10 States That Pay Politicians the Highest (and Lowest) Salaries
If your goal is to get rich, a career in politics might not be the best choice. United States senators and representatives may earn six-figure salaries for serving in Congress, but politicians in local and state offices sometimes earn less than they would at a minimum wage job, according to salary date compiled by Ballotpedia.
Salaries for state legislators top $100,000 a year in California, but in many states, politicians earn just a few thousand dollars per year. In Texas, legislators make $7,200 annually, or $600 a month for a job that requires a minimum of 140 days of full-time work every two years. Though the job doesn’t come without its perks — legislators may get pension benefits, health insurance, and per diems to offset expenses when the legislature is in session — the pay is so low that it can make serving as a representative financially difficult for anyone who isn’t already well off.
“Many lawmakers must be independently wealthy or have flexible jobs that allow them to juggle politics and everyday work. Part-time legislators are also more likely than full-time legislators to be retirees,” according to FiveThirtyEight. They might also be more dependent on lobbyists for advice about legislation.
Though the idea of raising politicians’ salaries tends to be a non-starter, some believe paying our elected representatives more would be good for everyone. In addition to possibly making it feasible for more people to run for office, research has linked higher politician salaries with less corruption and more attention to citizen concerns (as opposed to those of special interest groups and lobbyists), Politico reported.
As it stands now, politician pay varies widely from state to state. Using information from Ballotpedia, we’ve ranked the states that pay their elected representatives the lowest and the highest base salaries.
States where politicians earn the least
Every state has a different way of determining salaries for their state legislators, which can make figuring out where politicians earn the least (and the most) challenging. To rank states, we’ve compared politicians’ base salaries when the legislature is in session. In states where lawmakers get paid a daily rate, we’ve calculated a salary based on the number of days the legislature usually meets. Though we didn’t factor it into the rankings, we’ve also noted other compensation lawmakers might receive, such as a per diem.
Here are the 10 states where lawmakers earn the least.
10. South Carolina
- Salary: $10,400
In South Carolina, legislators earn $10,400 per year for a legislative session that runs from January through June. They also get $140 for meals and housing for each day they’re in session or at a committee meeting, plus $1,000 a month for in-district expenses. Including salary as well as expense payments, legislators receive $31,000 per year on average, according to an analysis by The State in 2015.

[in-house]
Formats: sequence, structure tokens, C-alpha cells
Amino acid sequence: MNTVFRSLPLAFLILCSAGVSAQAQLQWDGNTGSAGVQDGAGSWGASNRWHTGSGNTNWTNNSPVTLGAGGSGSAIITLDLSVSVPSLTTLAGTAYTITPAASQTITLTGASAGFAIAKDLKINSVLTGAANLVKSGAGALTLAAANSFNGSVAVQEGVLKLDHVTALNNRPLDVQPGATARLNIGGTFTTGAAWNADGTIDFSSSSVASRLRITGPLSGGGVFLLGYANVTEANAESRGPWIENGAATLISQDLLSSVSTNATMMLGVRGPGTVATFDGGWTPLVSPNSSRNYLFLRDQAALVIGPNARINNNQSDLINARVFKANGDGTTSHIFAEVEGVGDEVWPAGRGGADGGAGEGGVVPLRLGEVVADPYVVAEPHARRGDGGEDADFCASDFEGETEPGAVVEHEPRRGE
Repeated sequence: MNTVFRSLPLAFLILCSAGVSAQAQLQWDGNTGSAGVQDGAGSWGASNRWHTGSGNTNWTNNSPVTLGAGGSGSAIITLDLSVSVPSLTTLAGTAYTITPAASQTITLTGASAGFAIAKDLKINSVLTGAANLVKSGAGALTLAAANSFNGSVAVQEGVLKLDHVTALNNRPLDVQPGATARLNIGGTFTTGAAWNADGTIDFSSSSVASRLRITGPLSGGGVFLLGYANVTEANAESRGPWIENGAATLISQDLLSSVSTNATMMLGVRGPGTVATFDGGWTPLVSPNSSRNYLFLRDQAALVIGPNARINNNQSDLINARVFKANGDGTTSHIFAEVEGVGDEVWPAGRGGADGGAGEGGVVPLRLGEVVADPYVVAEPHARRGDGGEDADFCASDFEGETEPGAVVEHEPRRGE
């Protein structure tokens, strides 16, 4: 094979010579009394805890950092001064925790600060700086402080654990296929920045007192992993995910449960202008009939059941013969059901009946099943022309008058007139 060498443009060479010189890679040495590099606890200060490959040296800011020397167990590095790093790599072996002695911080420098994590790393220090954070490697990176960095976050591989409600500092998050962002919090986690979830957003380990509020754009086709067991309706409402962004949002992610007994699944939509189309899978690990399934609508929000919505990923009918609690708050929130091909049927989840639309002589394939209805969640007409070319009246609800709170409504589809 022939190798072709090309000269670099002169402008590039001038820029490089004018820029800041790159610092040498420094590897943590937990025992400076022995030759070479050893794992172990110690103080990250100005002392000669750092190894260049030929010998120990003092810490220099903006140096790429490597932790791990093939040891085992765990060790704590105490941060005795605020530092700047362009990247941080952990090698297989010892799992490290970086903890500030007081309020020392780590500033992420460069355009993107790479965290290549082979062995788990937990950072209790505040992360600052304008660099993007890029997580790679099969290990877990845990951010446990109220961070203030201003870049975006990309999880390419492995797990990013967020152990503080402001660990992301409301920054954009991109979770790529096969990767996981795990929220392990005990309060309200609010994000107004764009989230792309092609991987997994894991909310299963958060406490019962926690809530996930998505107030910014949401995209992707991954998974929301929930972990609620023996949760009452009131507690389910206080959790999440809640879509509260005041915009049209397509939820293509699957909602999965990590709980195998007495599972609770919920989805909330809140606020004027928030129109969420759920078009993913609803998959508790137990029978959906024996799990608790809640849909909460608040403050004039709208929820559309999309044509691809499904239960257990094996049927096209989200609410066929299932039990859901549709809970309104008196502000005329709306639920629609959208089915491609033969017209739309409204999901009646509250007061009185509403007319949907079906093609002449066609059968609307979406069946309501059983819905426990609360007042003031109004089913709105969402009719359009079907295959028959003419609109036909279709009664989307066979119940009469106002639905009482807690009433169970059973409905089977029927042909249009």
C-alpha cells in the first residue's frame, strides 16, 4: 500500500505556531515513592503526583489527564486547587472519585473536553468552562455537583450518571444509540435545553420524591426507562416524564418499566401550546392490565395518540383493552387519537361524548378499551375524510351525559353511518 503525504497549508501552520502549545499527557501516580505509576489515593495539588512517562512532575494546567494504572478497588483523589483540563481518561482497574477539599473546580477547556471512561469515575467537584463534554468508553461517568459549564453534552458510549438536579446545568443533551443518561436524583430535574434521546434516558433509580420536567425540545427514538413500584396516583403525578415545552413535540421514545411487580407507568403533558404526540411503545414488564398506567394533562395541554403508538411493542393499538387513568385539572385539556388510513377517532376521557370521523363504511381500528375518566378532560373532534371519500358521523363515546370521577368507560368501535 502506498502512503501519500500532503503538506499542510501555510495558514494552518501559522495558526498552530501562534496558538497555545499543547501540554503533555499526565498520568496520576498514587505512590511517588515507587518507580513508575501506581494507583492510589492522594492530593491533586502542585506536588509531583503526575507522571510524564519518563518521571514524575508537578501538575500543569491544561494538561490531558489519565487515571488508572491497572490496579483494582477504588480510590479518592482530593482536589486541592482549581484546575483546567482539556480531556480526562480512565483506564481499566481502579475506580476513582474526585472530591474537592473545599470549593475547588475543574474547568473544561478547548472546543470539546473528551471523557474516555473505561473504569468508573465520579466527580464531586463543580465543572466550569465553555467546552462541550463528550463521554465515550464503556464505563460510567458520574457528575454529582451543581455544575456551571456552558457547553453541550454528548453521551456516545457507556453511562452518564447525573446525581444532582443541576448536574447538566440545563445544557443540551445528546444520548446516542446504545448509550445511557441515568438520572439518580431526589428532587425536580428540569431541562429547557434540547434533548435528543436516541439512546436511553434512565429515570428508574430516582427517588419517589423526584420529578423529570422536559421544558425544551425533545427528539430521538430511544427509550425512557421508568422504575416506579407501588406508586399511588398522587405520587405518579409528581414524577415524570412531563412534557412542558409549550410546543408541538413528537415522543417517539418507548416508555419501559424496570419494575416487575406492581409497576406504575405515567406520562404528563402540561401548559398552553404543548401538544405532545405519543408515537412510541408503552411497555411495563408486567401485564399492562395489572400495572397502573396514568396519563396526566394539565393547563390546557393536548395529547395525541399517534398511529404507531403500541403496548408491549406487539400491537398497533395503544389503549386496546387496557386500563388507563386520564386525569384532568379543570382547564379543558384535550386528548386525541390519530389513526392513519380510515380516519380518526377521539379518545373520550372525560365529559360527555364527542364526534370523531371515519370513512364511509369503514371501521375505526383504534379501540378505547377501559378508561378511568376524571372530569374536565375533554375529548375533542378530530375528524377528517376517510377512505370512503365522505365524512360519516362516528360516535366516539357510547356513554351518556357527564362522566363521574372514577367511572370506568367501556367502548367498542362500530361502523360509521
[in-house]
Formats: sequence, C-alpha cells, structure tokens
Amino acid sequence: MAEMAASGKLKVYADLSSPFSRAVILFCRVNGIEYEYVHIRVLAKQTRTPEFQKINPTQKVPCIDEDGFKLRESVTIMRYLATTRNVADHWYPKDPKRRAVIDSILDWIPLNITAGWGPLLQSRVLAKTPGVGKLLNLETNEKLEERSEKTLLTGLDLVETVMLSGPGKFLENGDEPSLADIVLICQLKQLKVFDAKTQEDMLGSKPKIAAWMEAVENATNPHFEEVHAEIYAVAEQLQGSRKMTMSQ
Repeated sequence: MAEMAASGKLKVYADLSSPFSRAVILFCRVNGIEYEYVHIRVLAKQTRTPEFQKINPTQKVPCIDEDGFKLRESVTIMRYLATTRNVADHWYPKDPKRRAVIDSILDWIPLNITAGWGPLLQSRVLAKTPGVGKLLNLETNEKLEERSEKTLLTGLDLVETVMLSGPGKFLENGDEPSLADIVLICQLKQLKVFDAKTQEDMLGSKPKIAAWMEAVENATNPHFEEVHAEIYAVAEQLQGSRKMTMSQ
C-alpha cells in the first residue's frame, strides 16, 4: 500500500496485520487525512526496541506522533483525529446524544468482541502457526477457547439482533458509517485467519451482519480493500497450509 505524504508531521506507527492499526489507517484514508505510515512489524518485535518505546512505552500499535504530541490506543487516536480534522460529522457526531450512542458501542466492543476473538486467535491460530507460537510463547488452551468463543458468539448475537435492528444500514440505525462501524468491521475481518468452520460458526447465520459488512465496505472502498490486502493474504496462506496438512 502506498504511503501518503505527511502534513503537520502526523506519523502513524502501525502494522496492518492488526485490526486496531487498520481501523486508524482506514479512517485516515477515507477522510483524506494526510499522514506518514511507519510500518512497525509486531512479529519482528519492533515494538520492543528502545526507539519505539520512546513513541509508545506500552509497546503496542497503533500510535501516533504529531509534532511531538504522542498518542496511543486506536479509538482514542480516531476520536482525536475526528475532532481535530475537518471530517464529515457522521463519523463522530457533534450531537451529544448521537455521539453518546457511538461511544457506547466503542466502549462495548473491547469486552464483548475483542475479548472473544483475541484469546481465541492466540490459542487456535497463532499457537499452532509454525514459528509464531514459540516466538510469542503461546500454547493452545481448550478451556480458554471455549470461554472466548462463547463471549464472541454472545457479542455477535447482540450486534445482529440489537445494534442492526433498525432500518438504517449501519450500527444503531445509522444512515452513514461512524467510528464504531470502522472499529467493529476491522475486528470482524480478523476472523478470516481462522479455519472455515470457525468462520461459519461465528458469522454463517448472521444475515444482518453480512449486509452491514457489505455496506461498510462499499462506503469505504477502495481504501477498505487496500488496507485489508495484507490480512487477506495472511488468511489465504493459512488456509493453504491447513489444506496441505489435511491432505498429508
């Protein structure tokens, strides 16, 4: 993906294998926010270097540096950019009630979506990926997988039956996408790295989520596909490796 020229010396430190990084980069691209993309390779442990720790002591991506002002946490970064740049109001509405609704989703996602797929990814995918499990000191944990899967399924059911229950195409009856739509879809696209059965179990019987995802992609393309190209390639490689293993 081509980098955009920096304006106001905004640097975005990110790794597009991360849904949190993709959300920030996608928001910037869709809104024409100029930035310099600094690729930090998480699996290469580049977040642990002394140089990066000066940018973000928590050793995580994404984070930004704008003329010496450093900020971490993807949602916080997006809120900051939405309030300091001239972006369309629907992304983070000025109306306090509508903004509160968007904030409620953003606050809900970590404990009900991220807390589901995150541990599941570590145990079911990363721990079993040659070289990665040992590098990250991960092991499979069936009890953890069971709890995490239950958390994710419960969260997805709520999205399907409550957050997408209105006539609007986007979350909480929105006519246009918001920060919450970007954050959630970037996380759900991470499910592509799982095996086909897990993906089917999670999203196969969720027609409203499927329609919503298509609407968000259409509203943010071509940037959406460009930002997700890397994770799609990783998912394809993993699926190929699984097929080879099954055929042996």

- Salary: $10,000
Legislators in Mississippi earn $10,000 per year, plus a $140 per diem. Most legislative sessions last three months. However, each lawmaker also receives $1,500 every month for out-of-session work. They’re also reimbursed for mileage. Once you factor in all those different payments, the typical Mississippi lawmaker receives $40,000 to $50,000 per year, according to the Clarion-Ledger.
- Salary: $8,777.40
In Nevada, legislators earn $146.29 per day for a maximum of 60 days per session. That works out to a salary of about $8,777 per year. They also get $140 per day for expenses. Senate and assembly members can also be paid both their daily salary and per diem when they attend conferences, training, and other gatherings as an official representative of the state.
- Salary: $7,979.40
Kansas lawmakers earn $88.66 for each day of a 90-day legislative session, which occurs every other year. That works out to a little less than $8,000 annually. However, they also get an additional $7,000 every year to compensate them for the work they do in their districts, such as meeting with constituents, according to the Kansas City Star. Total compensation is about $15,000 per year, plus a per diem of $140 when the legislature is in session.
- Salary: $7,437
In Montana, legislators earn $82.64 per day, or $10.33 per hour, according to the Montana Legislature. That’s just about what you’d get working at Walmart. The legislature meets for no more than 90 days every other year, which means lawmakers receive a $7,437 salary in years when they gather in Helena. They also receive a per diem of $112.85.
- Salary: $7,200
Texas state senators and representative earn $7,200 per year, plus a $190 per diem. The legislature meets for 140 days every two years. The per diem translates to an additional $26,600 in compensation in the years when the representatives gather in the city of Austin.
4. South Dakota
- Salary: $6,000
South Dakota lawmakers earn $6,000 per session. Each legislative session can last no more than 40 days, and lawmakers receive a $140 per diem each day they’re in session. That works out to an additional $5,600 per year.